Instead of reading two research papers for the month of March I’ve decided instead to read as much as possible (yes I know that’s not a measurable quantity) of The Architecture of Open Source Applications: Volume 1. I’d read the LLVM and HDFS chapters in the past and was blown away but how well written they were. I’m pretty excited to read the rest of the book.
Of all the albums I listened to in 2014, The Amanuensis by Monuments is definitely by favorite. The powerful, soaring vocals, excellent bass and drum work, and FANTASTIC guitar riffs make this an absolute joy to listen to. My favorite track from the record is probably Horcrux.
I’m quite disappointed I missed seeing them (and Animals As Leaders and Devin Townsend Project) in December. I had tickets but was feeling a bit unwell the day of the concert and didn’t want to risk my upcoming vacation plans.
At the beginning of the year I published a post outlining what some of my goals for the year were. In the spirit of being transparent, here is the progress I made on them over the course of February –
This week I managed to achieve one of my goals for 2015 – contributing to an open source project.
I think this was a great first project to contribute to. The code base was relatively small and extremely well organized and structured. The author also had a list of issues that needed addressing that made it very easy for someone to jump in and contribute to the project. I found an issue I felt I would be able to resolve, and after some back and forth with the author, my pull request for the issue was merged.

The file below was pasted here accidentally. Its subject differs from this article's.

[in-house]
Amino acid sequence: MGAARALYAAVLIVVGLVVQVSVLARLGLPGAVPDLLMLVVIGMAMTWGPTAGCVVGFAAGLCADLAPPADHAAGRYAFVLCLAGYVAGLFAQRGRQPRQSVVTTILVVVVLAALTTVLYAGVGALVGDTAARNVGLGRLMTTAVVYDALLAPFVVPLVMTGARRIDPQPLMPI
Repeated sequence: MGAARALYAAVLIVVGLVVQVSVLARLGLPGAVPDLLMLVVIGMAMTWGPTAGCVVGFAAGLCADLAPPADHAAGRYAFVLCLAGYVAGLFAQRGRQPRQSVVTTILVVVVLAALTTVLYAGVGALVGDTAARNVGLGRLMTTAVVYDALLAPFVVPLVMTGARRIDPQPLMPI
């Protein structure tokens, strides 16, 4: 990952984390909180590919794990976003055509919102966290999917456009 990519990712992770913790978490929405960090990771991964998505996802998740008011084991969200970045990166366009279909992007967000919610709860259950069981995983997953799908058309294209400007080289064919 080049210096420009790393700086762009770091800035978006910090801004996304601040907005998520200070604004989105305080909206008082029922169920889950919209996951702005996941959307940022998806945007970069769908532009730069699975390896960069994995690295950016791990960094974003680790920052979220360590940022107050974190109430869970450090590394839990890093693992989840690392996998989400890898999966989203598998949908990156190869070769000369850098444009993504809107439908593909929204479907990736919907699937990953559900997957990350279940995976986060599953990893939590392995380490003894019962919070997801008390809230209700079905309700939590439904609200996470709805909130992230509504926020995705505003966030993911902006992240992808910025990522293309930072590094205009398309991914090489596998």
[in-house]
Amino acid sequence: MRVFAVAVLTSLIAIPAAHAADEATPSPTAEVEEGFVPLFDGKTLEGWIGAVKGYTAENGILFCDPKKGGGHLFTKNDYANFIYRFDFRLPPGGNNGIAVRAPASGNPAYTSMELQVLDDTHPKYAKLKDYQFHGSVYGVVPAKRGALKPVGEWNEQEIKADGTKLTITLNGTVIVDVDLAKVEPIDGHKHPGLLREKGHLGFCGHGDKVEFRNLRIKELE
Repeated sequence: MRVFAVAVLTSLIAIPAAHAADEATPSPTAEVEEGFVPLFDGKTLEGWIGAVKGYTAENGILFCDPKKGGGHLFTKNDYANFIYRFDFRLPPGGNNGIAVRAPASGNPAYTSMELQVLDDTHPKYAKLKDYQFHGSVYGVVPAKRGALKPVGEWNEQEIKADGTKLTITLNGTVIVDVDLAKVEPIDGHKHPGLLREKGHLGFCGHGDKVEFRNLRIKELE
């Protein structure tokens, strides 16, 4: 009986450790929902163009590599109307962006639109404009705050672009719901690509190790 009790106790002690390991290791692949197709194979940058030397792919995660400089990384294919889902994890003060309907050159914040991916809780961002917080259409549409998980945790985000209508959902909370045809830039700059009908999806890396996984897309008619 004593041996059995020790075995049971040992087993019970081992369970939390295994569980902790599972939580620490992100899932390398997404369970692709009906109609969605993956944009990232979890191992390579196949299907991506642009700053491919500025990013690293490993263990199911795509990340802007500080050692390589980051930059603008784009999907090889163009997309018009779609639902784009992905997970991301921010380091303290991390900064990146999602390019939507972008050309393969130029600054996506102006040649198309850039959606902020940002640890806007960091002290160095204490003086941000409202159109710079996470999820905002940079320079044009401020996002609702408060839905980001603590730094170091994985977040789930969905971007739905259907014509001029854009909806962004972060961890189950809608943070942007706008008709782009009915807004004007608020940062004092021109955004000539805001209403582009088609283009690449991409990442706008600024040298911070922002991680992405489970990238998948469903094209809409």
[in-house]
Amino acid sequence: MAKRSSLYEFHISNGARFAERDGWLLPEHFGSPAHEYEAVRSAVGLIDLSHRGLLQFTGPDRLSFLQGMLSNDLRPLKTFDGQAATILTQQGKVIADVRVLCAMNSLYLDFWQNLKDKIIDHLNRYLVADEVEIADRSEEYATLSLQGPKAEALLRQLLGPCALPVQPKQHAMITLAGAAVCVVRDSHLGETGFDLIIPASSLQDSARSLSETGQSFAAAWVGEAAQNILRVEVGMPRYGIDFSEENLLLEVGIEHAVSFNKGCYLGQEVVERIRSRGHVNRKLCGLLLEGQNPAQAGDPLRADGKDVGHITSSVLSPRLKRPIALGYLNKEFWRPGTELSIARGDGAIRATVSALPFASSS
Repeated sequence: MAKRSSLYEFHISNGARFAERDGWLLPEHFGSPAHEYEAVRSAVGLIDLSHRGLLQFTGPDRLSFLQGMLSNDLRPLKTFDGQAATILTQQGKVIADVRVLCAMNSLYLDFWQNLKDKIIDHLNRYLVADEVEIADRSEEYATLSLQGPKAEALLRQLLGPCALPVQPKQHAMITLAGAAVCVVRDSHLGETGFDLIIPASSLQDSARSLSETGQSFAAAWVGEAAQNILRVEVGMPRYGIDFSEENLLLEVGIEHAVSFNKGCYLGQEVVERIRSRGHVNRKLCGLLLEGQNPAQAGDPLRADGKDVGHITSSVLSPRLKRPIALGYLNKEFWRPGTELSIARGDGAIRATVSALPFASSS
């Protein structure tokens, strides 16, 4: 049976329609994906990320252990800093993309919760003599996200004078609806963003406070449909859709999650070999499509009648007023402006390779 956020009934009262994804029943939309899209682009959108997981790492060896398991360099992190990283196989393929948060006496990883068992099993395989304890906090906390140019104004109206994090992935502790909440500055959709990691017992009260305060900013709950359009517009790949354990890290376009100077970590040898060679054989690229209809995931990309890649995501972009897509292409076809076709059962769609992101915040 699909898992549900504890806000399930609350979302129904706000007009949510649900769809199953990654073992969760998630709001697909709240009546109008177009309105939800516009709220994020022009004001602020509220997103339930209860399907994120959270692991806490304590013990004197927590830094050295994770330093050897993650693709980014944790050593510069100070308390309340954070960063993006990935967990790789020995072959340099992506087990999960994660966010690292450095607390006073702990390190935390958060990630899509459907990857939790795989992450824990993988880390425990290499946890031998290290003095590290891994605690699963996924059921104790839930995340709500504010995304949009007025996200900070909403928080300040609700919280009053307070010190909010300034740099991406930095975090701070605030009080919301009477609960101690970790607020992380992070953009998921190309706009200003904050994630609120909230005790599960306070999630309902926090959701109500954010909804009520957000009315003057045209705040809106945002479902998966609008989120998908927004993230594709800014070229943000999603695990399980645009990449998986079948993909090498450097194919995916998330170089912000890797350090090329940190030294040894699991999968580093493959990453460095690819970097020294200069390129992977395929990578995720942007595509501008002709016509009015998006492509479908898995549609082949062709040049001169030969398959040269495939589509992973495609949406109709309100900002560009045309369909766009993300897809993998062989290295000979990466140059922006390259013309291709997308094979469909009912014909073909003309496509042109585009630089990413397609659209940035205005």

Things I learned –
- docopt is great
- How to use Request Sessions
- How to package and distribute pip projects
- Python decorators are immensely powerful
This was a fantastic experience, and I can’t wait to find the next project to contribute to!
With multicore machines now the norm, writing code that scales and performs well in multithreaded scenarios is becoming extremely important. I was thus delighted to discover the paper on Read-Copy Update – a technique to implement data structures with no locking on reads. Modifications (writes or deletes) still use some sort of locking mechanism, but the idea is that the ratio of reads to modifications is so large that by eliminating the overheads of synchronization on the read path we improve the performance of our code significantly.
This paper is extremely well written with lots of code samples. I specifically liked section 7 that compared read-copy update with other locking algorithms. Section 3 is also great because it allows one to answer the question “Can I use read-copy update for my data structure and its expected access pattern?”
Read-copy update is a simple (at least in terms of the general idea; the actual code implementation is tricky) and elegant solution for building high performance concurrent data structures (for certain usage patterns). It is definitely a topic I will be exploring further in the future.
Every year I decide that I will contribute to an open source project but somehow it always falls under the radar. This year I’m going to make a more determined push (pun very much intended) to make at least a small contribution to one of the many open source projects out there. GitHub Showcases is an excellent feature that should hopefully help me in this endeavor.
EDIT – By “contribute to an open source project” I meant something that I don’t work on during my job. So projects like Rest.li and the Rest.li API Hub don’t count 🙂 It has to be something I do in my free time.